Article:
Whilst TikTok and Instagram provide an instant visual snapshot into the modern-day zeitgeist, and email is ideal for instant communication, particularly business – they pale into insignificance when viewed against the power of putting pen to paper. Firstly, a handwritten letter or card needs no electronic device to enable you to read them. Secondly, digital communication is unlikely to leave a lasting record for future generations. The digital generation consumes information at such at rapid pace that much of what is read is then instantly forgotten – and deleted, from their digital files.
This is why handwritten notecards and headed writing paper remain so important. They provide a permanent snapshot in time; a tangible, physical record that can be left to posterity – a footnote outlining events in a life, however trivial, that are harder to bin than something arriving in an inbox on your mobile or laptop. In addition, these analogue style documents can be easily stored and retrieved to be re-read, and enjoyed, at your convenience.
We are all too aware that by their very nature, digital communications and social media platforms don’t encourage the reader / viewer to linger over their content. They are designed for conveying a message, a soundbite, a brief thought or image, as quickly as possible; only for it to be just as quickly forgotten. It’s a form of communication that usually demands less time and thought than sitting down and composing a letter. The later, encourage a more in-depth, far more profound and personal level of communication. And the greatest joy is that the results can be examined, touched and enjoyed time and time again. As an historical record, paper is the ideal place to record promises, frustrations, joys and gratitude.
That’s because a personal stationery, is the perfect medium to physically SHOW someone how much you care. Writing one requires your undivided attention; it demands you switch off all external distractions, so readily available today. After all, committing thoughts to the medium of paper is the ultimate way to communicate your feelings. This is because the finished result can never just disappear at the touch of a button into electronic oblivion!
There are so many different reasons to put pen to paper – from committing your innermost feelings to the permanency of paper, regaling the recipient with general chitchat about your day-to-day activity, to letters of thanks or those of complaint. The wide selection of letters, available for us to peruse, from the past, right up until today, demonstrates the continuing fascination of and power of putting pen to paper. It is a medium that has lasted thousands of years and will surely outlast the digital superhighway revolution. After all, can a social media post, or email, give the same satisfaction to a recipient?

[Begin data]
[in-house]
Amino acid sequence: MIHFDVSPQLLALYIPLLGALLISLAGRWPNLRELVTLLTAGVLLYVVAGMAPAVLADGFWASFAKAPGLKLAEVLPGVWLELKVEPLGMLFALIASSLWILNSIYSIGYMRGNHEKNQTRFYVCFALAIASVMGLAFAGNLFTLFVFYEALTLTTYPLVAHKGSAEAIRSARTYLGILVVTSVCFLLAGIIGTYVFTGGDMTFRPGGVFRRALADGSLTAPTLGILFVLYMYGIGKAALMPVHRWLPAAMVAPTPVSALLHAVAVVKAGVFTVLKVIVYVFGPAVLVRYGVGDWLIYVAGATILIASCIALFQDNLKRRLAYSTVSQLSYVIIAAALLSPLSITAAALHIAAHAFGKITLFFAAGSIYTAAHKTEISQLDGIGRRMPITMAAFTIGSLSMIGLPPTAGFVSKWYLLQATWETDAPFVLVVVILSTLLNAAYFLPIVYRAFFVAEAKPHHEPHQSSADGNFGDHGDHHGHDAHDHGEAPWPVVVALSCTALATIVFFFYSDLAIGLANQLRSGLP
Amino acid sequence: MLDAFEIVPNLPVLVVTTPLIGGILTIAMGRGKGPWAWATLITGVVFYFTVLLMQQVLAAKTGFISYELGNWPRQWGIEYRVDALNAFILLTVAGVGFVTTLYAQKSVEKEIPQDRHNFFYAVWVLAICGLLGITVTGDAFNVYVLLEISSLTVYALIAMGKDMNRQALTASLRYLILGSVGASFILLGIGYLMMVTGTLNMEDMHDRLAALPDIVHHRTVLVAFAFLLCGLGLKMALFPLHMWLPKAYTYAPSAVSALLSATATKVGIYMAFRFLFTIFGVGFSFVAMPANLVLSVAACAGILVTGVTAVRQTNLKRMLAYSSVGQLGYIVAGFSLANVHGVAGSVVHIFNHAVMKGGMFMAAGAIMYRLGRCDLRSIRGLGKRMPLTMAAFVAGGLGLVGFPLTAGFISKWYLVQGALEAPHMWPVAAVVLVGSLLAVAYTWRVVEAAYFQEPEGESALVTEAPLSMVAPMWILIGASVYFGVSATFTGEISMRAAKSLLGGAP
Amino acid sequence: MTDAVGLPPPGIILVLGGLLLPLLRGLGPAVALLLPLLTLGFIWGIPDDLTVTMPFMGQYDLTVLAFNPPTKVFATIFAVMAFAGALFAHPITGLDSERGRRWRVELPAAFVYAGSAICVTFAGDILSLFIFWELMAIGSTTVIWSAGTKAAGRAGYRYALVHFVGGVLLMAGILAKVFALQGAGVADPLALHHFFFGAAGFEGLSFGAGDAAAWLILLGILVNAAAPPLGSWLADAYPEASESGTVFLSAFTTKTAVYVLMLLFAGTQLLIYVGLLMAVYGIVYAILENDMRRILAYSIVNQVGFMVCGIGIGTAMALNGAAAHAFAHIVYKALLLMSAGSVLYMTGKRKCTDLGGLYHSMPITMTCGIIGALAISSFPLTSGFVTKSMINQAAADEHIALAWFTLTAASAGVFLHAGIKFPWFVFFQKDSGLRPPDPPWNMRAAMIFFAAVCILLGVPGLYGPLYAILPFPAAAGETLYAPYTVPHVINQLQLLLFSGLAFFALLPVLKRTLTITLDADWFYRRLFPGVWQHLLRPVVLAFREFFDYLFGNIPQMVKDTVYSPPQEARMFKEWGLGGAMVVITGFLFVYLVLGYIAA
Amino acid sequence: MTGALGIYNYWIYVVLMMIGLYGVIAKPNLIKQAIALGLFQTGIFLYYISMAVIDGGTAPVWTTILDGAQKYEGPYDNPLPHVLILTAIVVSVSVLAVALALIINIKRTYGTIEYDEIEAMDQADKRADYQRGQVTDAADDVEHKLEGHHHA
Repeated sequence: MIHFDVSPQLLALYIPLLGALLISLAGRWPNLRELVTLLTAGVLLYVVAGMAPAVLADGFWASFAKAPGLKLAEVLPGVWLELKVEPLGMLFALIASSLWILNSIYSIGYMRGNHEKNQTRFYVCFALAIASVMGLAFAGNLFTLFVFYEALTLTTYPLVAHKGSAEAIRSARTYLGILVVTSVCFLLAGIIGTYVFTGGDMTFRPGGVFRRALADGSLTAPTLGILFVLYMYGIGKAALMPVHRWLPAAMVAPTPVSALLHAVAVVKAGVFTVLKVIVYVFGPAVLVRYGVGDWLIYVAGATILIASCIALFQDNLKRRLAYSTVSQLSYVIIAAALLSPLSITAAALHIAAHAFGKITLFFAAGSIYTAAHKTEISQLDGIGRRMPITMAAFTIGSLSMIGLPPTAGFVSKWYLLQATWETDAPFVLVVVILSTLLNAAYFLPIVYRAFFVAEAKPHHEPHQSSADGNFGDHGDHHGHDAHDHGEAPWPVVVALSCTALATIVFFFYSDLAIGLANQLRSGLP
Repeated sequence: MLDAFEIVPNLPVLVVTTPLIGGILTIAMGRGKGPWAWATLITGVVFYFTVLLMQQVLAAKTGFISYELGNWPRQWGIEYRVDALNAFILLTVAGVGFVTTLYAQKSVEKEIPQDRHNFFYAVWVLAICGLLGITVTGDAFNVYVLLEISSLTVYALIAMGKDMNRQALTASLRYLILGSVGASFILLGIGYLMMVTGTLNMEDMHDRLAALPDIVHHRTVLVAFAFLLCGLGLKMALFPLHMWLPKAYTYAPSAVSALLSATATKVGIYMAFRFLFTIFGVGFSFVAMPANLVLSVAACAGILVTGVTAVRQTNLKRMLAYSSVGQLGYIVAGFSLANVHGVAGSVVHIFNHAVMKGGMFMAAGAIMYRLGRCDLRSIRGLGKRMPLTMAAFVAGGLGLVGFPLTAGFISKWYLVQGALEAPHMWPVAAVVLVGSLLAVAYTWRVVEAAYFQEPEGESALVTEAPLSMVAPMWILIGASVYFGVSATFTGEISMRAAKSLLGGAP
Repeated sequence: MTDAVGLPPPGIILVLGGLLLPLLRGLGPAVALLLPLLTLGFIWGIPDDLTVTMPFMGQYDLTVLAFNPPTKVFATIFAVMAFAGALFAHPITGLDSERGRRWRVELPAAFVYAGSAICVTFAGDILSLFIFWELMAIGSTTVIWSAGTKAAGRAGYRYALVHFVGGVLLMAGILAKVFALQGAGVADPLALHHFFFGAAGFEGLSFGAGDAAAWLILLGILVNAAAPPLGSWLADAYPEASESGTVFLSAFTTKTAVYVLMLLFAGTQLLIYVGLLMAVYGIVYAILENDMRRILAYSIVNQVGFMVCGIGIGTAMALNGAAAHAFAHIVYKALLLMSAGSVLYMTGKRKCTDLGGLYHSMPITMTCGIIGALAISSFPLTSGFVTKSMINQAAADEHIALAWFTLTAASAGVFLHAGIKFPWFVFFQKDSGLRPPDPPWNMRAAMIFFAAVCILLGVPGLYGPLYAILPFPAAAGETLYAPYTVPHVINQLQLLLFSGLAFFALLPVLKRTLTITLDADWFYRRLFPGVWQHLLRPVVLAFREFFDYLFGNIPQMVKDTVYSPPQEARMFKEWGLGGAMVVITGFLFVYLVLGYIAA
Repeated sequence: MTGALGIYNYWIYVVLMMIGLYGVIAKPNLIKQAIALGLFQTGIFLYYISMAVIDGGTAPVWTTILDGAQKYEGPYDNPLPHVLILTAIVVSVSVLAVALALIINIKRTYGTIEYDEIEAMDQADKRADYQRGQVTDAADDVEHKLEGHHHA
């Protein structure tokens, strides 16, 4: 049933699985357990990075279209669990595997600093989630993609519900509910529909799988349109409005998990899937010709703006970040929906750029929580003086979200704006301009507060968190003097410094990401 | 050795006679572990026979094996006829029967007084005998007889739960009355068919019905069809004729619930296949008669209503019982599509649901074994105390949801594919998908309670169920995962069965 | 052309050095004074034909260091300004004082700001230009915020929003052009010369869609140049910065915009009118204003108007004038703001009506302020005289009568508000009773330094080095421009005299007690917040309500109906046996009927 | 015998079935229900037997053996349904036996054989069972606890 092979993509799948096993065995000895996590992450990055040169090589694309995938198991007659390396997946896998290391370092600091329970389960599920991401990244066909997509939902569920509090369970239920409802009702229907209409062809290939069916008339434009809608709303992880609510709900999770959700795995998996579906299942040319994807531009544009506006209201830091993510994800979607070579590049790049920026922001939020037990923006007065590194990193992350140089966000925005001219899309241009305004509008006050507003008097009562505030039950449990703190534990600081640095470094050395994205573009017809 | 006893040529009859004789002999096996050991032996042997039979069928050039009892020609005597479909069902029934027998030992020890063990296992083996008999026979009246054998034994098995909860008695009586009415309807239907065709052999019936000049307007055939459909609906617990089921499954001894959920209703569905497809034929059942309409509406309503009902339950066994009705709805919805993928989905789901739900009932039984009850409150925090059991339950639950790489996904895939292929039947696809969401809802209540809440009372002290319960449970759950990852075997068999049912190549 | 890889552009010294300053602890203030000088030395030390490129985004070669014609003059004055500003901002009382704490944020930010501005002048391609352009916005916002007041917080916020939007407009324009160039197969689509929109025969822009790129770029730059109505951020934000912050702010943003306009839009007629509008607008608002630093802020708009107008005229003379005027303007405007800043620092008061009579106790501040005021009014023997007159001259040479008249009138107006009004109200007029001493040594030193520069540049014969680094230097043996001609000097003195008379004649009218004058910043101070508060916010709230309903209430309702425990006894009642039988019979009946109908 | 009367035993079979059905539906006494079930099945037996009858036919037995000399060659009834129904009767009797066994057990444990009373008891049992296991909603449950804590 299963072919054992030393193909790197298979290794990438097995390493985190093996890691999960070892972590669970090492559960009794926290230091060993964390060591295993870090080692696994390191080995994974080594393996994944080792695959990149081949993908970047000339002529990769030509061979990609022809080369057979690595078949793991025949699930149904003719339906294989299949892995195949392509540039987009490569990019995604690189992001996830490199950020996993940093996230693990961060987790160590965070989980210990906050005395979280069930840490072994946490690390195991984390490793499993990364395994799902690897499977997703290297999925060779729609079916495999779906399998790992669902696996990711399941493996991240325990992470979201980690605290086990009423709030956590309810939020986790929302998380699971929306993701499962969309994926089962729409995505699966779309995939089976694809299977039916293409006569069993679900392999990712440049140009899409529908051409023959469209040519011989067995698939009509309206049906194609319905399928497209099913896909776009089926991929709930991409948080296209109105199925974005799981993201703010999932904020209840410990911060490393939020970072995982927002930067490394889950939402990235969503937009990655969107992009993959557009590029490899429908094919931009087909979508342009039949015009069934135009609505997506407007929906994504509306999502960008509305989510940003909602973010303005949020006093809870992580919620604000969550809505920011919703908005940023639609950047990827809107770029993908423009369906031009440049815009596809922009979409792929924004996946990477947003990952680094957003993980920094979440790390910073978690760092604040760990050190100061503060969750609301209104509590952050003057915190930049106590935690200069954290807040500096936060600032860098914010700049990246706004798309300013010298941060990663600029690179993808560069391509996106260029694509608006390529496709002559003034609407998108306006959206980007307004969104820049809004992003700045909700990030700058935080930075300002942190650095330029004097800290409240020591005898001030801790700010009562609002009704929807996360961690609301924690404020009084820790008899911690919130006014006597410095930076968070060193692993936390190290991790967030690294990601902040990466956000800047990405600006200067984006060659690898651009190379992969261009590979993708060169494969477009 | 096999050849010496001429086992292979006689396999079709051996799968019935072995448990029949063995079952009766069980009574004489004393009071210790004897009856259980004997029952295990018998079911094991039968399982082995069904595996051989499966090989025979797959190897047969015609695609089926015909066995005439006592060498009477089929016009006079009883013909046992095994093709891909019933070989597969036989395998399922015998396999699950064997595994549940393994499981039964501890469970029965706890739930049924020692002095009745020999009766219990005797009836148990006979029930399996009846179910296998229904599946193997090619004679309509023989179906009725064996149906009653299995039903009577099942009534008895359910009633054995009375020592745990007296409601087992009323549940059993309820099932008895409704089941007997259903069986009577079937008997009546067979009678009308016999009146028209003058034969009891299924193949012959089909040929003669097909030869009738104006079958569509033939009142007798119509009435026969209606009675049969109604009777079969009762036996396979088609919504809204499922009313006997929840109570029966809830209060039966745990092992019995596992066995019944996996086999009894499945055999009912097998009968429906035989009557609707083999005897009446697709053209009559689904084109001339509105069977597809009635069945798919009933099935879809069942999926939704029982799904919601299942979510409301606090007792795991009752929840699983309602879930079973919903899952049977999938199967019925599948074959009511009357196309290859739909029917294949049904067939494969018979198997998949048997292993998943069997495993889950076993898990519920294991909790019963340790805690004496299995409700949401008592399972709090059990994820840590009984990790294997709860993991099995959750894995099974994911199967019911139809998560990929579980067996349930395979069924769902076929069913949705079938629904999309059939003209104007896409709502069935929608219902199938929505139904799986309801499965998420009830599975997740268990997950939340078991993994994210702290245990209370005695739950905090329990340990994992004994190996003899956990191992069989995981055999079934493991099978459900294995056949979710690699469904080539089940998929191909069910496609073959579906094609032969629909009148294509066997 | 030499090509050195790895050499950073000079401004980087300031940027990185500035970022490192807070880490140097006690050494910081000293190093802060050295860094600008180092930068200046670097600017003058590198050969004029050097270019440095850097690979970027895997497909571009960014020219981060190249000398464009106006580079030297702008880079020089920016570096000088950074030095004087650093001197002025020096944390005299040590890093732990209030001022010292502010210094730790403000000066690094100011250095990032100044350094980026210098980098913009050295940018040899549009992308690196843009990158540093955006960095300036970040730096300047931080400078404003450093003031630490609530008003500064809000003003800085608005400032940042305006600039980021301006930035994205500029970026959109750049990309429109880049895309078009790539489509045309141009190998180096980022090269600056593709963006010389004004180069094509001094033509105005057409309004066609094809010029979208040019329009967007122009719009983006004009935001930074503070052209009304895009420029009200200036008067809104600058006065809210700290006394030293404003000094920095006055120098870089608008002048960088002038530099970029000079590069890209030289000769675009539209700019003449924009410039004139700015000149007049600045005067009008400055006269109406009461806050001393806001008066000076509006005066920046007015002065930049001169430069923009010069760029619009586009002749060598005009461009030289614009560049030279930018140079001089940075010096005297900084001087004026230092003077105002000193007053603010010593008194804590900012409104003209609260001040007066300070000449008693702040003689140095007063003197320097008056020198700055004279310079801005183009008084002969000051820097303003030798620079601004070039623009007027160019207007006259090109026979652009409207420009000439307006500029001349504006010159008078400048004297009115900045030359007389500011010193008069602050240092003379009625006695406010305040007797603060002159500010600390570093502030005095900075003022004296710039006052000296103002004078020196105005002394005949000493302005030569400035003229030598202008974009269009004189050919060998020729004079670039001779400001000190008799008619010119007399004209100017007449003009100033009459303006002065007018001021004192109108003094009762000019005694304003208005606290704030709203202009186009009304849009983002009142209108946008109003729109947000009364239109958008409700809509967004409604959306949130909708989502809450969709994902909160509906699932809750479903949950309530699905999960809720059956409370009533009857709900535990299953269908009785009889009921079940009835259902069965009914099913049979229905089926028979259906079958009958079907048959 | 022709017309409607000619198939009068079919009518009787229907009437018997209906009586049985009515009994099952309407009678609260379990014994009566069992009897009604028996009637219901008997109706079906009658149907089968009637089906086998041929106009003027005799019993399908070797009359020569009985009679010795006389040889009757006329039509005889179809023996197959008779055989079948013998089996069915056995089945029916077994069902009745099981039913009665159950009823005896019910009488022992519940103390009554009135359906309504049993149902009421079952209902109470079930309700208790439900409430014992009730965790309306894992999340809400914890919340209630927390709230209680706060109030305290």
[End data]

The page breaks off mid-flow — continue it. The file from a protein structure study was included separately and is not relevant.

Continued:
Don’t believe us? Let’s take a look at some historical letters penned by very well-known names in a variety of fields, that have been saved for posterity. It’s always fascinating to see the type of paper that has been used by the sender, as well as the penmanship and that’s before we actually read the words they’ve chosen to write!
We hope you enjoy this selection of examples throughout the ages:
Vincent van Gogh, Letter to John Peter Russell. Courtesy of The Solomon R. Guggenheim Foundation / Art Resource, NY.
We love the precise penmanship of Sir Arthur Conan Doyle; although we wouldn’t expect anything less from the Sherlock Holmes author! It’s also interesting to see how little the style of personalised letter headed paper has changed over the decades.
Now let’s take a look at two examples of romantic communications – but very different specimens of the genre! One is a casually drafted missive ending a brief encounter, whilst the other is a heartfelt outpouring of thanks and love for a long-lasting marriage.
Firstly, we have a hand written note from Marlon Brando, sent from The Savoy Hotel and drafted to an airline stewardess who took his fancy, mid-flight, in 1966. It comes complete with crossings out and seems hastily scribbled on a rather scruffy piece of standard A4 notebook paper. It’s a fascinating insight into the seduction manoeuvrings of a Hollywood titan!
This is in complete contrast to the beautifully composed love note, which is written on engraved headed paper, from then Governor of California, Ronald Reagan, to his wife, Nancy. This is a clearly well-thought through composition, with beautiful writing and elegant sentiment. No wonder this letter was treasured by its recipient.
Then we have a range of letters of thanks – because, even the rich and famous know that a handwritten note outlining their gratitude, is not only the polite way to behave, it also gives greater pleasure to its recipient. It makes no difference how short the note is, the fact that each is personal and handwritten, makes all the difference.
From Elizabeth Taylor, Kourtney Kardashian and Snoop Dog, to JK Rowling, Alyssa Milano and Victoria Beckham, no star is too big to understand the value, and power, of the personal touch.
Mental Floss magazine
Whether you’re writing on a scruffy piece of notepaper, or crafting an epic epistle on a sheet luxurious, die-stamped headed letter paper, the power of paper and pen remains the same. This is because nothing puts a smile on the face – even in our modern times – like receiving something handwritten through the post. And that is the true power of personalised stationery and what’s written on it – the writer, and their effort, will always be appreciated and remembered in a way that a dashed off email or social media post can never hope to emulate. Paper and pen will always equal something to be both savoured and saved.